Deadline: Opens in March
If you're an Australia-based filmmaker, you have got to get in touch with Screen Australia. The government film agency throws down major funds for low-budget features, documentaries, and large-format programs. From Screen Australia:
Screen Australia’s Feature Film Production Program aims to assist in the creation of a diverse range of successful Australian films that resonate with their audiences – films that entertain, enlighten and reflect an Australian sense of identity both domestically and internationally.
Deadline: April 7 (for June 16 decision)
If you're a Canadian citizen or a landed immigrant, the Film Board of Canada has 10 provinces that offer emerging filmmakers $3,000 - $5,000 grants a year in technical services to complete your film. Deadlines depend on the province, so be sure to check them out individually. From NFBC:
The National Film Board’s mandate is to reflect Canadian values and perspectives through the production and distribution of innovative Canadian audiovisual works accessible in relevant media of today. The Filmmaker Assistance Program (FAP) is designed to help developing independent filmmakers complete their films/videos by providing technical services and support.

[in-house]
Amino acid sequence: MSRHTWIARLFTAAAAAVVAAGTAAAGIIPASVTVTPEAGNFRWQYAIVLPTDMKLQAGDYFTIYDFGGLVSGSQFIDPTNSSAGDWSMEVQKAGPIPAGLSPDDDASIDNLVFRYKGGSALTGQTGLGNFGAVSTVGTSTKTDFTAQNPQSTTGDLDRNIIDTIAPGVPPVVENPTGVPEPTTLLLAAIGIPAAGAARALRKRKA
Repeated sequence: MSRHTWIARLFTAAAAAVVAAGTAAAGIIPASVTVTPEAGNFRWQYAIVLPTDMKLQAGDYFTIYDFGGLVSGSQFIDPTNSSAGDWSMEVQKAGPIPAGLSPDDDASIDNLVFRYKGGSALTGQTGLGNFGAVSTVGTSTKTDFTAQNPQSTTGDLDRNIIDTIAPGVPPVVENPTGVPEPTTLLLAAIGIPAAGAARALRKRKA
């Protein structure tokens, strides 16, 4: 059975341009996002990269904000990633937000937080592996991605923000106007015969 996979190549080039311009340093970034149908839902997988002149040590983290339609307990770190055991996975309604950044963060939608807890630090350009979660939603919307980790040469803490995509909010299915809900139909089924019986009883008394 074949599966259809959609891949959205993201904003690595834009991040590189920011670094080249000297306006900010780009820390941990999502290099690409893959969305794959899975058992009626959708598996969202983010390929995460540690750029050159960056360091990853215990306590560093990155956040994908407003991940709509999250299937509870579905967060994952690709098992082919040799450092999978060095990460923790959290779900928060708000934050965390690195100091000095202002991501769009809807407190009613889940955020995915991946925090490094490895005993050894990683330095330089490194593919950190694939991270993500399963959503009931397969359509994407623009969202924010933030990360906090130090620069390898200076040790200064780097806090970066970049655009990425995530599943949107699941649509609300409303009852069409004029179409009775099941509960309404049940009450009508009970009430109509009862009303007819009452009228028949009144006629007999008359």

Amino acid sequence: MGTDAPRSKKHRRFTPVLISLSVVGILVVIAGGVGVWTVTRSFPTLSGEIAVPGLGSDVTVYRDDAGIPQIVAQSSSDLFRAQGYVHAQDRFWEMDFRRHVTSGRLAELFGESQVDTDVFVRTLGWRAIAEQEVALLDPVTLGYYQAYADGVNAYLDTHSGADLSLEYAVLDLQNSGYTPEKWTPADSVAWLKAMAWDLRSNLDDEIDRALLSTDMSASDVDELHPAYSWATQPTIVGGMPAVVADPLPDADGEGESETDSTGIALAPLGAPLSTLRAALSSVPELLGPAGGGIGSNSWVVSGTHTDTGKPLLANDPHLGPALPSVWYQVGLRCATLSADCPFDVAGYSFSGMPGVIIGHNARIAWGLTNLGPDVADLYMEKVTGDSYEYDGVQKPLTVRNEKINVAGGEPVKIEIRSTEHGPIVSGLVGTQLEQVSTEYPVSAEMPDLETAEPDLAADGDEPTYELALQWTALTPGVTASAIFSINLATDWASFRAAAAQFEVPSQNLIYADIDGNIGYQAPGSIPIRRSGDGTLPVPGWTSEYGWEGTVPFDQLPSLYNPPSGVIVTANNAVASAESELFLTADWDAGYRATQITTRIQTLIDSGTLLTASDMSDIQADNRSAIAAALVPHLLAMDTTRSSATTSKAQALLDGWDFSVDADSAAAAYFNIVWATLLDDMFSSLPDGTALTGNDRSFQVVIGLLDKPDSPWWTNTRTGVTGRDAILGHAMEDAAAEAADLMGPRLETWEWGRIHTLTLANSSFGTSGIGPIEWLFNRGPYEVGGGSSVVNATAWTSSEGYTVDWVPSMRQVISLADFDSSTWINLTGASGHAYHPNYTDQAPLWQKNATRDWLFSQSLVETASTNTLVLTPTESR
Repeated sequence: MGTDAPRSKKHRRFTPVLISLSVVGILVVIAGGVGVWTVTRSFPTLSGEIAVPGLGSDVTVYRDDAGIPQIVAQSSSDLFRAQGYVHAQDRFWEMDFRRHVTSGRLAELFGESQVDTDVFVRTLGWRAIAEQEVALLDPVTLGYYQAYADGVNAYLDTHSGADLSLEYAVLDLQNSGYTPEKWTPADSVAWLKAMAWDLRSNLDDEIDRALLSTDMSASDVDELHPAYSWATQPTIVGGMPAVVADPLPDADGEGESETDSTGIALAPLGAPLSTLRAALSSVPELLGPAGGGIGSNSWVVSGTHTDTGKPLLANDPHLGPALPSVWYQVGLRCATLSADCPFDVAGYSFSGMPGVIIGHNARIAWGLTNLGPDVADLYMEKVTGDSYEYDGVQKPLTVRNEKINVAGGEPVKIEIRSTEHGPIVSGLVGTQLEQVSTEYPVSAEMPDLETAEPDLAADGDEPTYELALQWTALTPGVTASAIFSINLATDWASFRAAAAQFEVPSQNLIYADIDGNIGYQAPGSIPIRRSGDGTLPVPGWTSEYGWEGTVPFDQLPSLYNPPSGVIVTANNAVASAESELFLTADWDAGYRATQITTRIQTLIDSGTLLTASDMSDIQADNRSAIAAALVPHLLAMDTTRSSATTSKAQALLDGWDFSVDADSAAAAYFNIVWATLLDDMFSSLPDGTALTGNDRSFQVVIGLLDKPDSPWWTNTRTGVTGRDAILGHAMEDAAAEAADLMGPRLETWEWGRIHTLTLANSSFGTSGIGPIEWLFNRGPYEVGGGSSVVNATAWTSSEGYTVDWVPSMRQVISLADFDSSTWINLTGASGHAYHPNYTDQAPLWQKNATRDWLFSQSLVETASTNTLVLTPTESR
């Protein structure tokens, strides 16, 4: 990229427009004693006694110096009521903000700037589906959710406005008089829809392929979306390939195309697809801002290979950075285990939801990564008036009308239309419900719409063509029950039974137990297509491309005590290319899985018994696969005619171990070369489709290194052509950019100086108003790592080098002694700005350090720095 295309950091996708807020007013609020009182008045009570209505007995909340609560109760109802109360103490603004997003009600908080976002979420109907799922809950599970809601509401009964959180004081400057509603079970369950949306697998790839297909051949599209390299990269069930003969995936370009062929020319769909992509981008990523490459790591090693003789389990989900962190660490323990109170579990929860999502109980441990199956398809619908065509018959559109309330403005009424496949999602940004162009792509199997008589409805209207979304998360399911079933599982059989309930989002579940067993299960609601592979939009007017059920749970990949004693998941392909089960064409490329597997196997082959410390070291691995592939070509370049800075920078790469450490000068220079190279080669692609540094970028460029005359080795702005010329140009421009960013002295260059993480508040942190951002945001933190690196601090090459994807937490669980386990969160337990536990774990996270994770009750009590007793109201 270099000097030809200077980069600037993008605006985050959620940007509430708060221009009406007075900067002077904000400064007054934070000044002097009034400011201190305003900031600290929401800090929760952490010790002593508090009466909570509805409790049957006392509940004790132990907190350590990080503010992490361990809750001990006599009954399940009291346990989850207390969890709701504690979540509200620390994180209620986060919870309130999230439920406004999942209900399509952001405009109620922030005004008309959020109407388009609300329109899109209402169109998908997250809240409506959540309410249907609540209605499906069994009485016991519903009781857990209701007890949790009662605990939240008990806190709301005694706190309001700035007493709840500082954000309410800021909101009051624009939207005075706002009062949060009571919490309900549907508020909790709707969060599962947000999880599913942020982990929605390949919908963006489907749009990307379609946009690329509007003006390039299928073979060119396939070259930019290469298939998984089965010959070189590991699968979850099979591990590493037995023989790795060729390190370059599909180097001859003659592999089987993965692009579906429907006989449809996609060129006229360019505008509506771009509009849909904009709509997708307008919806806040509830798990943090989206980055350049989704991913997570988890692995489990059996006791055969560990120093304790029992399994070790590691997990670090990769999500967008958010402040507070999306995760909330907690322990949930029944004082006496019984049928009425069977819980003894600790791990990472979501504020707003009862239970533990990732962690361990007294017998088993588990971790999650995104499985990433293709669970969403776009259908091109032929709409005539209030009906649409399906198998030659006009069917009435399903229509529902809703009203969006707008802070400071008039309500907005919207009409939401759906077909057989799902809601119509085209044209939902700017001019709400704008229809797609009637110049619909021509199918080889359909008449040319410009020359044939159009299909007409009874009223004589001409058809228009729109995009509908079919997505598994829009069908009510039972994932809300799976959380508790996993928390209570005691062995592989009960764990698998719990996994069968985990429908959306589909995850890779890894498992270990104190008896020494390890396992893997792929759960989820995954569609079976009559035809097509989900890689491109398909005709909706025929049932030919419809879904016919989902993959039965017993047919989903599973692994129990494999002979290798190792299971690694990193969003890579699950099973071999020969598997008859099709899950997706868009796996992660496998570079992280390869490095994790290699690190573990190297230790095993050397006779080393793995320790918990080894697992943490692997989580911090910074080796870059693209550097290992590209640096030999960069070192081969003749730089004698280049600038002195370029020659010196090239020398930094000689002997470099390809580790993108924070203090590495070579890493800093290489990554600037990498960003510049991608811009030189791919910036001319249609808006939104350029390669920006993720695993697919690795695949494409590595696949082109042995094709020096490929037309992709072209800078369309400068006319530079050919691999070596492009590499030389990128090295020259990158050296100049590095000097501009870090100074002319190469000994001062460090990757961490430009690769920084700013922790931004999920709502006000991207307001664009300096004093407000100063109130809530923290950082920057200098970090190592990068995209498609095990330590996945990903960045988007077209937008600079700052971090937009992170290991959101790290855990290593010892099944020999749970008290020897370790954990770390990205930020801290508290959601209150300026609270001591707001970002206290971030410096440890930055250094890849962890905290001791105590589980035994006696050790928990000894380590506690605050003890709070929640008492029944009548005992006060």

Deadline: April 15 (depending on FAP region)
This fellowship from SFFS offers $35,000, a two-month residency at FilmHouse, and connection to the Bay Area's science and technology communities. From the SFFS:
The Science in Cinema Filmmaker Fellowship is funded by The Alfred P. Sloan Foundation as part of their support of programs that nurture, cultivate, and champion films that explore scientific or technological themes and characters. Under the auspices of its Artist Development program, SFFILM will award fellowships to filmmakers in the screenwriting phase developing a screenplay that tells a story related to science or technology.
Deadline: April 18 (early); April 25 (late)
The Roy Dean Grant includes over $30,000 of in-kind services and products is open for shorts, docs, and features films with a budget under $500,000. From FTHP: